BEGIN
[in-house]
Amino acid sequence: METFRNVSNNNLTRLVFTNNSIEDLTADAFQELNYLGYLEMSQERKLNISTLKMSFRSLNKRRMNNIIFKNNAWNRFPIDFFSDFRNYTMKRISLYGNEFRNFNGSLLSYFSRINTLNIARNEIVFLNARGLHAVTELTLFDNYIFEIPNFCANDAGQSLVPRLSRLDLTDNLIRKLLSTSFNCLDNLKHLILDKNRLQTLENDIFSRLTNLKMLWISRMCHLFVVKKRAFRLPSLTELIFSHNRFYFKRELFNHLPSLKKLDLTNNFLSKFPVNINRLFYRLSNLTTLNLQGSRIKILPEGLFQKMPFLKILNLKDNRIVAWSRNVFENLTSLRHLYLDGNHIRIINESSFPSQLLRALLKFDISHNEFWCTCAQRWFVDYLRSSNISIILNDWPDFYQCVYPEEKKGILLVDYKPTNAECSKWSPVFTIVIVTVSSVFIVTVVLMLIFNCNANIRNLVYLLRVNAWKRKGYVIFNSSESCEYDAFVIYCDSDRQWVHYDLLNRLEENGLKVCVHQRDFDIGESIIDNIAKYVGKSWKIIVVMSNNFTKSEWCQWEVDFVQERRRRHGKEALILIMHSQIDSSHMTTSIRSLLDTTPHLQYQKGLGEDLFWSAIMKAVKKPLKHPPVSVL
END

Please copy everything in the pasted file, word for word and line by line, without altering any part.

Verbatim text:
[in-house]
Amino acid sequence: METFRNVSNNNLTRLVFTNNSIEDLTADAFQELNYLGYLEMSQERKLNISTLKMSFRSLNKRRMNNIIFKNNAWNRFPIDFFSDFRNYTMKRISLYGNEFRNFNGSLLSYFSRINTLNIARNEIVFLNARGLHAVTELTLFDNYIFEIPNFCANDAGQSLVPRLSRLDLTDNLIRKLLSTSFNCLDNLKHLILDKNRLQTLENDIFSRLTNLKMLWISRMCHLFVVKKRAFRLPSLTELIFSHNRFYFKRELFNHLPSLKKLDLTNNFLSKFPVNINRLFYRLSNLTTLNLQGSRIKILPEGLFQKMPFLKILNLKDNRIVAWSRNVFENLTSLRHLYLDGNHIRIINESSFPSQLLRALLKFDISHNEFWCTCAQRWFVDYLRSSNISIILNDWPDFYQCVYPEEKKGILLVDYKPTNAECSKWSPVFTIVIVTVSSVFIVTVVLMLIFNCNANIRNLVYLLRVNAWKRKGYVIFNSSESCEYDAFVIYCDSDRQWVHYDLLNRLEENGLKVCVHQRDFDIGESIIDNIAKYVGKSWKIIVVMSNNFTKSEWCQWEVDFVQERRRRHGKEALILIMHSQIDSSHMTTSIRSLLDTTPHLQYQKGLGEDLFWSAIMKAVKKPLKHPPVSVL